By Caitlyn Crenshaw and Michelle Eigenheer–
As the end of the semester comes and finals come with it, good health may be hard to maintain for students as they exercise their minds instead of their muscles. It may be easy for students to push physical health aside, but as stress levels soar, it’s important that students take care of their bodies.
“Before you know it, students on campus will be camping out in the library and studying ferociously to finish the semester with success,” said Katrina Neubauer, a graduate assistant at the Office of Health Promotion on campus.
One of the events offered by Health Promotion is the annual Calm Cafe on reading day in the Health Promotion Activity Room. Neubauer said that students “can take advantage of a calm and relaxing study space” through this event.
When students live in dorms or student apartments, quiet time for studying comes at a premium during finals. Neubauer said, take advantage of resilience-building ways to manage stress and sleep.”
With the stress of finals, many students find themselves sick and studying. In spring 2011 the National College Health Assessment showed that of the “47 percent of students who reported they had fallen ill in the past 12 months, 40 percent felt it had negatively affected their academic performance in some way.”
If students find themselves feeling sick, they should not hesitate to take a visit to the doctor. Phillip Bressoud, executive director of campus health services, said, “We can generally see acute urgent visits same day or next day.”
Bressoud said one thing everyone can do is “cough or sneeze into your sleeve rather than your hands. The method is much better at reducing the spread of germs than coughing or sneezing into your sleeve.”
The Office of Health Promotion is also offering a new NapZone in the Health Promotion Activity room. Neubauer said, “The Nap Zone is a designated nap space where you can snooze to lock in learning or recover from late night study sessions.”
According to a 2010 University of Minnesota study, students’ GPAs decrease in relation to their lack of sleep.
Poor diet is also a factor during finals. It’s tempting to grab a bag of chips and an energy drink for your studying, but it’s not a healthy route to take. Doritos aren’t exactly brain food and drinks like Red Bull have made headlines lately with reports deaths linked to energy drinks.
Reports to the Food and Drug Administration have cited the potential involvement of 5-Hour Energy in 13 deaths over the last four years. Monster Energy has also been reported to the FDA as a potential contributor to deaths across the country.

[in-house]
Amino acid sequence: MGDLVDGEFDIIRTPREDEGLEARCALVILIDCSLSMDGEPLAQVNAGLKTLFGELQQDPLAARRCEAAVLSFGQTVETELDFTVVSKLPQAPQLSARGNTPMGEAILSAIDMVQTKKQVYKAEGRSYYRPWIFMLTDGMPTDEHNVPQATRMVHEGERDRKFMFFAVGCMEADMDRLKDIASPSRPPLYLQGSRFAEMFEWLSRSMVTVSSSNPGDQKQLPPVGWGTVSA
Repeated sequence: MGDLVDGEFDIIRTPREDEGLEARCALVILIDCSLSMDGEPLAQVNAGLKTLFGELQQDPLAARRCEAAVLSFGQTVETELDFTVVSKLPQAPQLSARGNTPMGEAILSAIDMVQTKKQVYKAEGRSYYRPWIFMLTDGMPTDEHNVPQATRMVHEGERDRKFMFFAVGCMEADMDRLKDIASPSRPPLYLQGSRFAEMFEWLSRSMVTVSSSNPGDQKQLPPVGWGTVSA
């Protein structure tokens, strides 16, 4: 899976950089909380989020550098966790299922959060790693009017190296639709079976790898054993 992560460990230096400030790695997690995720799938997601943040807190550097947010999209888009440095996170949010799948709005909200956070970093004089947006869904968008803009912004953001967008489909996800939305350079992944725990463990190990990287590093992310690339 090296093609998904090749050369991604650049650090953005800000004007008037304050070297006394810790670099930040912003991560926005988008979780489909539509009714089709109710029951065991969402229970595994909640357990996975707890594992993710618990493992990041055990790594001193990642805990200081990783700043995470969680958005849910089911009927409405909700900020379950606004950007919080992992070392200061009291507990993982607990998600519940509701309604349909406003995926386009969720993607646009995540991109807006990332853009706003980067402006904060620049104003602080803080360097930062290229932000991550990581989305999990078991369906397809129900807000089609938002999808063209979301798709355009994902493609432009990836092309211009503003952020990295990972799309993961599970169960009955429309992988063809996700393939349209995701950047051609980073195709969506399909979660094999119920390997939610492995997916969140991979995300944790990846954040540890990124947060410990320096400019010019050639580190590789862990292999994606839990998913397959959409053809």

It’s not necessarily the amoung of caffeine in an energy drink that gets people hyped up, but the amount of sugar that comes with it. The stay awake-factor is pretty much the same as in a cup of joe. Plus, black unsweetened coffee has no calories, versus the 100 calories found in a Monster.Instead of grabbing an energy drink, try sticking to old-fashioned coffee. A regular cup of coffee, depending on how it’s made, contains between 100 and 150mg of caffeine, according to energyfiend.com. Most Monster and Rockstar drinks contain 160 mg of caffeine. A can of Red Bull contains just 80mg of caffeine.
As for snacks, munching on junk food or McDonald’s is not going to help students much. There are many easy alternatives when you need quick sustenance.
Dried fruit is a great snack to have on hand. Not only can students avoid orange fingerprints all over rented textbooks, but dried fruit contains vitamins and minerals that junk food does not.
Nuts are another great snack, as they contain the protein your body needs. Eating them will make the consumer less sluggish since bodies use protein to produce energy. Protein also helps to build up the immune system, helping to keep away sickness.
For students who need meals fast, try skipping the McDonald’s and pizza and order in something like Jimmy John’s which isn’t generally deep fried or frozen, shipped, and thawed.
It’s hard for students to stay healthy while dealing with not only the stress of finals week, but the necessity to sit and study for hours on end. It’s not a hopeless case, though. There are ways to survive the end of the semester.
Photos by Michelle Eigenheer/The Louisville Cardinal